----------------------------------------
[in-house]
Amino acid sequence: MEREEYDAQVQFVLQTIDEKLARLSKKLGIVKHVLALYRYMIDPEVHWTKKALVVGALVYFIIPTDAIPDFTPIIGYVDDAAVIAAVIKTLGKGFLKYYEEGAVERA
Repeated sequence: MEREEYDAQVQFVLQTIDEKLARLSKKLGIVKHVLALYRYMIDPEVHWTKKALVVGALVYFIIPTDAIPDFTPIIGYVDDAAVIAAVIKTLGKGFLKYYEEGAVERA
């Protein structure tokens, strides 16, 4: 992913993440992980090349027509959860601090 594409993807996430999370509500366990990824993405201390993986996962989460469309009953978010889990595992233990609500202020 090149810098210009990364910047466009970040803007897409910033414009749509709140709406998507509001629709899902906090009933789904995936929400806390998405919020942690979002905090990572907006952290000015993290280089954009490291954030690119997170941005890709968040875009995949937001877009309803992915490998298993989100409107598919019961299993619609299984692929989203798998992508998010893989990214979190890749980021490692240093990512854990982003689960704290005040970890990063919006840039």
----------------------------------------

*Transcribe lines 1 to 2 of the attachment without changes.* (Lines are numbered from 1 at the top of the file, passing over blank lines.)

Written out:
[in-house]
Amino acid sequence: MEREEYDAQVQFVLQTIDEKLARLSKKLGIVKHVLALYRYMIDPEVHWTKKALVVGALVYFIIPTDAIPDFTPIIGYVDDAAVIAAVIKTLGKGFLKYYEEGAVERA